Reading As ConversationArt & Literature, Culture, Education — By Hayden Butler on February 17, 2010 at 4:42 pm
Reading is a conversation. Reading a good book or a good poem is like talking with someone who has thought things through and has managed to come up with something that is really worth saying. Our reading practices should reflect that reality. Just because there is not a person sitting in front of us does not mean that we do not owe respect to a text. We should read charitably.
We often do poorly, though, at reading charitably. So often, it seems like people treat books like a careless mining corporation, looking upon a sylvan landscape and seeing only what might be exploited and treating the rest as expendable. What are some ways we do this? When we read a book and pull from it only what we agree with, what confirms our ideology, we are reading poorly. When we reduce a text to badly contextualized bullet points, a string of quotations that we can reductively affirm or discard, we are not reading, we are exploiting.
Reading a text with the intention of merely seeking what we want is a type of intellectual vivisection, carving apart something that has managed to survive the test of time (sometimes for centuries) and harvesting it. This needs to stop.
Instead, I propose that reading well is akin to listening well. And listening well means shutting up for a time and honestly considering what another is saying.
This does not mean that we should assent to every proposition made in a piece of literature. This does not mean that everything in a book or poem is good. It means that we should give the text ample opportunity to speak to us, to change our lives, if it is right that they do so. Yet even this step is skipping ahead. First, we must listen to the text. Because reading is not audible, we have to learn how to read with our eyes open. How can we do this well?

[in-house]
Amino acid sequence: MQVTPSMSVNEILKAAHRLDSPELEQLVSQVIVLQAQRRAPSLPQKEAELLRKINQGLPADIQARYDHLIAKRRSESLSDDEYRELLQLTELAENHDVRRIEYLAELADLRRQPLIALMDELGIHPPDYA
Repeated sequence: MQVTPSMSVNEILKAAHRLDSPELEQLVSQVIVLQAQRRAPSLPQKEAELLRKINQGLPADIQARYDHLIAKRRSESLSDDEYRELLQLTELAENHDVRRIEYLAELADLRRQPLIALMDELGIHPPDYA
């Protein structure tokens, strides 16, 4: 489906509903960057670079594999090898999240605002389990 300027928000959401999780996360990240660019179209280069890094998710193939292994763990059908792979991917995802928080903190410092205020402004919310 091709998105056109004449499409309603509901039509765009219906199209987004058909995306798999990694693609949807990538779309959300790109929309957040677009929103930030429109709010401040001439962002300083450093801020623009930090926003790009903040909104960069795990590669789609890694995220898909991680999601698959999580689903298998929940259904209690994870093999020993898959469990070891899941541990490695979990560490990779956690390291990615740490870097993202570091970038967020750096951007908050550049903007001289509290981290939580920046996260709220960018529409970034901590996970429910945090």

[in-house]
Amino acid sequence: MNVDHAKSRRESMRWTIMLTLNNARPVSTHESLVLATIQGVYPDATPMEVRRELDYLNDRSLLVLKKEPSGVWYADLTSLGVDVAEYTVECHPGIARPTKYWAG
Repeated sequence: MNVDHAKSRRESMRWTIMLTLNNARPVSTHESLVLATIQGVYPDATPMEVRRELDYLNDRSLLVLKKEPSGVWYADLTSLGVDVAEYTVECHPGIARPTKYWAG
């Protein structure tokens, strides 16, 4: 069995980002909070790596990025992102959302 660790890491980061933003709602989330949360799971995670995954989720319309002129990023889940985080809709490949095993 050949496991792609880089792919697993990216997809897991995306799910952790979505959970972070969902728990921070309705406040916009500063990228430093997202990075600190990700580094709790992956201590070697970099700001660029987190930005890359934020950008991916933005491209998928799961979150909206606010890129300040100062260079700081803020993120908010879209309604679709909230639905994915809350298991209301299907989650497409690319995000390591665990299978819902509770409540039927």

-Ask a lot of questions: Ask what the book or poem might be saying, and why the author chose to say those things in that way. Write your questions in the margins—books have margins for a reason!
-Write more observations than criticisms. Write what you think the book or poem might be saying, rather than what you are thinking about the text.
-Suspend disbelief for a time. Aristotle commented that it was the mark of a careful mind to be able to entertain an idea without immediately accepting or rejecting it. So, give the text the chance to persuade you. And watch out for presuppositions. If you have never read that particular book or poem before, you have no reason to think you know what it says. After all, it’s annoying to have a conversation with someone who thinks they’ve got you figured out before you’ve even said anything.
-Take the text as a whole. I can’t think of anyone who would want to be judged according to isolated soundbites, and it would be hypocritical to subject the words of another to that sort of treatment. Great books and poetry must be taken as a whole, their various components considered together, if a proper perception is to be formed.
Again, all of this should not suggest that we should buy into whatever we read. There are ideas roaming the pages of literature that can do us harm. But unless we read carefully—and charitably—we will wield our evaluative powers blindly. It borders on the absurd to say we agree or disagree before we have even heard what’s been said.
Let us not, in our haste to speak, fail to listen, and so say nothing well. ‘